The West Virginia senator, who holds the swing vote in negotiations for a budget plan, wants to cut incentives. The president and most Senate Democrats say buyer credits are crucial to fight climate change.
A Soviet-era pipeline, opposed by the president but supported by the oil and gas industry, set up the dependency that today helps fund the Russian assault on Ukraine.
The goal is “energy security,” lobbyists said, although clean-energy advocates counter that wind and solar provide more protection from boom-and-bust oil markets.
In a historic hearing, the leaders of some of the most powerful energy companies in the world are appearing before a House panel to face questioning on climate change.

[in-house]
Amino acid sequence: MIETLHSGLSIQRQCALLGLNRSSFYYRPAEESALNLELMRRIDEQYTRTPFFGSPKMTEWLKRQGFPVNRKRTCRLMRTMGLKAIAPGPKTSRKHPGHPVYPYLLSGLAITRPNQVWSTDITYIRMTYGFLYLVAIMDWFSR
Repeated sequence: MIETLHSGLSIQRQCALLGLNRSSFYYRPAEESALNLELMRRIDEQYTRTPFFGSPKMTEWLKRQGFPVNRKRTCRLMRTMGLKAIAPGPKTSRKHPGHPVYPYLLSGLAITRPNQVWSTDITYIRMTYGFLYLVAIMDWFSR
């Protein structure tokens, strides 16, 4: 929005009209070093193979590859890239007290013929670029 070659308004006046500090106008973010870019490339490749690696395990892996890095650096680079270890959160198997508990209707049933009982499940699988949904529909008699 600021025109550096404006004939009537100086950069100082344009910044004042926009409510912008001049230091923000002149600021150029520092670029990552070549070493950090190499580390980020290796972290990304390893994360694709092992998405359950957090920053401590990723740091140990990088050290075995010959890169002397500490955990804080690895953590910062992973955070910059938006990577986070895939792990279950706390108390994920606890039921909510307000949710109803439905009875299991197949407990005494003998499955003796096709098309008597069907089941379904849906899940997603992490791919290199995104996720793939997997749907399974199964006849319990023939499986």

The messages take aim at Democrats by name as part of a broad effort to undermine landmark climate legislation that now hangs in the balance in Congress.
Executives from Exxon, Shell, BP and others are being called to testify in Congress next month after a secret recording this year exposed an Exxon official boasting of such efforts.
Some energy executives are pleased that the former vice president is not calling for a fracking ban and said they could work with him.
Defeats at three projects reflect increasingly sophisticated legal challenges, shifting economics and growing demands by states to fight climate change.